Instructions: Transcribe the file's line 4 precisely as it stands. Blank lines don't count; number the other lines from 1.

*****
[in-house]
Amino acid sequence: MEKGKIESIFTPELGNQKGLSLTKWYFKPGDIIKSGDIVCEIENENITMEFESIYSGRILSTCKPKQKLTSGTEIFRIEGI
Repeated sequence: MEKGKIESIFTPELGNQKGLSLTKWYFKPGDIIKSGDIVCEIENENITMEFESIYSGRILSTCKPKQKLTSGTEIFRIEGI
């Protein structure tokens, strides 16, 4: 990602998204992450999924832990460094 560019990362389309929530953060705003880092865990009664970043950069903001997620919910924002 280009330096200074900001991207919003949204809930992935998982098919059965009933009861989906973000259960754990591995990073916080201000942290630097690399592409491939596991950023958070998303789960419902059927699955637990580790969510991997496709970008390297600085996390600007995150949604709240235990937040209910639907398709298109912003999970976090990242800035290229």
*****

């Protein structure tokens, strides 16, 4: 990602998204992450999924832990460094 560019990362389309929530953060705003880092865990009664970043950069903001997620919910924002 280009330096200074900001991207919003949204809930992935998982098919059965009933009861989906973000259960754990591995990073916080201000942290630097690399592409491939596991950023958070998303789960419902059927699955637990580790969510991997496709970008390297600085996390600007995150949604709240235990937040209910639907398709298109912003999970976090990242800035290229």